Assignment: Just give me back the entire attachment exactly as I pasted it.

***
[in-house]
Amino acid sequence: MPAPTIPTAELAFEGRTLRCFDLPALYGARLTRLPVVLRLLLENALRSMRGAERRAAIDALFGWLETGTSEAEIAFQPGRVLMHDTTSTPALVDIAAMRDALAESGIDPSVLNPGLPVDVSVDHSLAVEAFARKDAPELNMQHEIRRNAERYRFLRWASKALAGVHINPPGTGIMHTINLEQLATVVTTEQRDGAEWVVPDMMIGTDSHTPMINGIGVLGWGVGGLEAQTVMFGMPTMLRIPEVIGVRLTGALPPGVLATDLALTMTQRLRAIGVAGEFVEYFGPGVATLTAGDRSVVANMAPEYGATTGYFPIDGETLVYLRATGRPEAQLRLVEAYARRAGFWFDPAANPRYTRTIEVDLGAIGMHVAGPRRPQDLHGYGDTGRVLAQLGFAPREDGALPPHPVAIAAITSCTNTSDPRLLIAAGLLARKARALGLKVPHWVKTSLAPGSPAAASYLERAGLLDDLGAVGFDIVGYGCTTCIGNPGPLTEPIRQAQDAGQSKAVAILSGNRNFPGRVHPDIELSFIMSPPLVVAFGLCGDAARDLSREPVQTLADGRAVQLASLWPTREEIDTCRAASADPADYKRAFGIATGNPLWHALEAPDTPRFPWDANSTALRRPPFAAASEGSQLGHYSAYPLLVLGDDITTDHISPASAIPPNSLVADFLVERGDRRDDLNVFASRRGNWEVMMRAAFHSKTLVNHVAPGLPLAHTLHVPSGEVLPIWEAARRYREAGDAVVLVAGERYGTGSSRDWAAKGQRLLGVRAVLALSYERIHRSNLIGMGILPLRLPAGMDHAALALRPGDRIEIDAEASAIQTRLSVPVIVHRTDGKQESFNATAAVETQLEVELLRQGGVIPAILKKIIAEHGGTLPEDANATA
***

[in-house]
Amino acid sequence: MPAPTIPTAELAFEGRTLRCFDLPALYGARLTRLPVVLRLLLENALRSMRGAERRAAIDALFGWLETGTSEAEIAFQPGRVLMHDTTSTPALVDIAAMRDALAESGIDPSVLNPGLPVDVSVDHSLAVEAFARKDAPELNMQHEIRRNAERYRFLRWASKALAGVHINPPGTGIMHTINLEQLATVVTTEQRDGAEWVVPDMMIGTDSHTPMINGIGVLGWGVGGLEAQTVMFGMPTMLRIPEVIGVRLTGALPPGVLATDLALTMTQRLRAIGVAGEFVEYFGPGVATLTAGDRSVVANMAPEYGATTGYFPIDGETLVYLRATGRPEAQLRLVEAYARRAGFWFDPAANPRYTRTIEVDLGAIGMHVAGPRRPQDLHGYGDTGRVLAQLGFAPREDGALPPHPVAIAAITSCTNTSDPRLLIAAGLLARKARALGLKVPHWVKTSLAPGSPAAASYLERAGLLDDLGAVGFDIVGYGCTTCIGNPGPLTEPIRQAQDAGQSKAVAILSGNRNFPGRVHPDIELSFIMSPPLVVAFGLCGDAARDLSREPVQTLADGRAVQLASLWPTREEIDTCRAASADPADYKRAFGIATGNPLWHALEAPDTPRFPWDANSTALRRPPFAAASEGSQLGHYSAYPLLVLGDDITTDHISPASAIPPNSLVADFLVERGDRRDDLNVFASRRGNWEVMMRAAFHSKTLVNHVAPGLPLAHTLHVPSGEVLPIWEAARRYREAGDAVVLVAGERYGTGSSRDWAAKGQRLLGVRAVLALSYERIHRSNLIGMGILPLRLPAGMDHAALALRPGDRIEIDAEASAIQTRLSVPVIVHRTDGKQESFNATAAVETQLEVELLRQGGVIPAILKKIIAEHGGTLPEDANATA